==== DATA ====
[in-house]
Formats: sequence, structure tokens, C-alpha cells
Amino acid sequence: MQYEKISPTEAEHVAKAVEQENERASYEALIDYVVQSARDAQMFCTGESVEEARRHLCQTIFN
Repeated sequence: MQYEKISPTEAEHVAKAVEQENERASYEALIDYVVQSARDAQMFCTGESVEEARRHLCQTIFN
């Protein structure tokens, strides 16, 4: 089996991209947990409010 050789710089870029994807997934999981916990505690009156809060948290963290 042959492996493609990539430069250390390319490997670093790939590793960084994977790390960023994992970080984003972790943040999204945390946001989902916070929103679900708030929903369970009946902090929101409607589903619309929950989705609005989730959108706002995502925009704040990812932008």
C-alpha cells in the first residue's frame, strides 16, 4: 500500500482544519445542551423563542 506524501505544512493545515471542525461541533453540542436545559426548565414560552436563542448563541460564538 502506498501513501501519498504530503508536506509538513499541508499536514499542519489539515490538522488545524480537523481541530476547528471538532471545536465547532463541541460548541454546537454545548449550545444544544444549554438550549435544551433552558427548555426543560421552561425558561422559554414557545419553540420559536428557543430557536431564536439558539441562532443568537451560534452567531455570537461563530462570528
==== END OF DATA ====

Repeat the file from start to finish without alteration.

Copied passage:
[in-house]
Formats: sequence, structure tokens, C-alpha cells
Amino acid sequence: MQYEKISPTEAEHVAKAVEQENERASYEALIDYVVQSARDAQMFCTGESVEEARRHLCQTIFN
Repeated sequence: MQYEKISPTEAEHVAKAVEQENERASYEALIDYVVQSARDAQMFCTGESVEEARRHLCQTIFN
């Protein structure tokens, strides 16, 4: 089996991209947990409010 050789710089870029994807997934999981916990505690009156809060948290963290 042959492996493609990539430069250390390319490997670093790939590793960084994977790390960023994992970080984003972790943040999204945390946001989902916070929103679900708030929903369970009946902090929101409607589903619309929950989705609005989730959108706002995502925009704040990812932008």
C-alpha cells in the first residue's frame, strides 16, 4: 500500500482544519445542551423563542 506524501505544512493545515471542525461541533453540542436545559426548565414560552436563542448563541460564538 502506498501513501501519498504530503508536506509538513499541508499536514499542519489539515490538522488545524480537523481541530476547528471538532471545536465547532463541541460548541454546537454545548449550545444544544444549554438550549435544551433552558427548555426543560421552561425558561422559554414557545419553540420559536428557543430557536431564536439558539441562532443568537451560534452567531455570537461563530462570528